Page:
Activity Workshop

Murmur - Impetus

These pages about the proposed friend-to-friend system Murmur have been online for some time now, but still they're just ideas, nothing has been built yet. And the reaction from readers has been extremely muted, to say the least. Maybe noone wants a network like this, or maybe everyone who wants one already uses one of the existing programs?

This page aims to discuss why the demand for this kind of privacy is growing, and why the impetus for building it is going to grow further.

Who's it for?

Requiring encryption and privacy is often seen as suspicious, there is an implicit assumption among many that if you've got nothing to hide, then you shouldn't mind being under surveillance. After all, the surveillance and monitoring is only there to catch the bad guys, right? and you're not one of them.

So who would want to communicate with their friends using encrypted channels, surely only the bad guys, right? They must be up to no good. Therefore it stands to reason that Murmur shouldn't be built, because it will only help those involved in illegal, or immoral, or fanatical deeds. Once a piece of software is written and released, it's not possible to stop other people using your software for things with which you don't agree. But just because it could be used for unwanted things (just as any communication medium can), that doesn't mean that it shouldn't be written. People still make and sell hammers, even though they can be used for violent crime.

The point is that any tool has multiple uses, and if it has a valid and useful purpose for the majority of law-abiding people, then it's fully justified.

Reasons to use it

Perhaps you don't think you need encrypted communications, because you're not doing anything wrong and you don't have a problem with your emails and messages being read if they're harmless. Fair enough, but consider that several people have recently got into trouble for the things which they have written to their friends, even though they were perfectly innocent. Unwise perhaps, but if they believed their messages to be private between them and their friends, then they got a nasty shock.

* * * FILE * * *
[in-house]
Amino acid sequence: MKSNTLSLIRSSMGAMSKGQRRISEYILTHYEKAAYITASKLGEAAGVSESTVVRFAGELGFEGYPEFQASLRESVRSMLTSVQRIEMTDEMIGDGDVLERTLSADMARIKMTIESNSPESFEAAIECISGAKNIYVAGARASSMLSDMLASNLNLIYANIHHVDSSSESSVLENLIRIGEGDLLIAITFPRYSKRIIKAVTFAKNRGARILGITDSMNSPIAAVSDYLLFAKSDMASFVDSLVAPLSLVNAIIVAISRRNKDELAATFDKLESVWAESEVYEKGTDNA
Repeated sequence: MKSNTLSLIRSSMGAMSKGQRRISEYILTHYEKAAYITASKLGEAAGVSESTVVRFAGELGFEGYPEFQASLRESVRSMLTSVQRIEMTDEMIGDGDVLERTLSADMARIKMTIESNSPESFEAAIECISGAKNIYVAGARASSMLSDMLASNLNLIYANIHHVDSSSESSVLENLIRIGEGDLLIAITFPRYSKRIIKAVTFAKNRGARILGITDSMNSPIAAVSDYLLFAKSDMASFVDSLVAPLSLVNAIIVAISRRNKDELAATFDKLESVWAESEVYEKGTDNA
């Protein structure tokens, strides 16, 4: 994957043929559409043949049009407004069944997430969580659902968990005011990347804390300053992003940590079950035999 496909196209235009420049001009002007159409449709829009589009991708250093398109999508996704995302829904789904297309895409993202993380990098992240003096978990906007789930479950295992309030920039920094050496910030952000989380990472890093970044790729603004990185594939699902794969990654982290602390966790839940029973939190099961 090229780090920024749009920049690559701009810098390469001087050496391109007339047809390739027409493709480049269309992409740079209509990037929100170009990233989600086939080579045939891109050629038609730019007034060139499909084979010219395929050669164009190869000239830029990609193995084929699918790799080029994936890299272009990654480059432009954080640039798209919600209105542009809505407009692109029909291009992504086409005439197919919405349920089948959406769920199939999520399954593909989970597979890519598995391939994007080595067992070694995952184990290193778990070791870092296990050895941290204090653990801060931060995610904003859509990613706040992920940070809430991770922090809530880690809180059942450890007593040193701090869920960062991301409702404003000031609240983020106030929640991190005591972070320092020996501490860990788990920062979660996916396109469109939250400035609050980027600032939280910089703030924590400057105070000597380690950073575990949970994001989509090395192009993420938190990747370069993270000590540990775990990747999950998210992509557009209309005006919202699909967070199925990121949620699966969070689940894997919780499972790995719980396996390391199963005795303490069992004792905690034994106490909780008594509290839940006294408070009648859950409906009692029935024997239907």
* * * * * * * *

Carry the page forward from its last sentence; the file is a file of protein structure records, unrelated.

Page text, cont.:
Consider the following stories, recently in the news, and how the surveillance and monitoring of innocent people caused them more than a few problems:

Of course, the mysterious Echelon system has been in place for many years, and routinely monitors all kinds of communications. But only in recent years does the paranoia and feverishness seem to have escalated. It's hard to see how such naive keyword searching would have any impact at all on anybody who was seriously intending to do something bad, they wouldn't be so stupid as to use any words which would look suspicious. No, the only impact that these desperate victimisation and villainisation has is on regular, innocent people exchanging innocent messages.

There comes a point when the average, law-abiding civilian needs to use some kind of encryption just to avoid being mistreated in this way. As the treatment of our privacy becomes ever more negligent and aggressive, it is only reasonable that people start seeking some measures to protect themselves.

Recent developments

There's also an interesting piece on from March 2012, claiming that the popularity of Retroshare, one of the possible foundations for a Murmur-like project, has boomed in recent months. This may partly be in reaction to the closure of file-sharing sites, but may also be based on the desire for more privacy in personal communications. Retroshare could turn out to be the basis of a Mumur-like prototype, so the popularity of retroshare is great for the potential development of Murmur.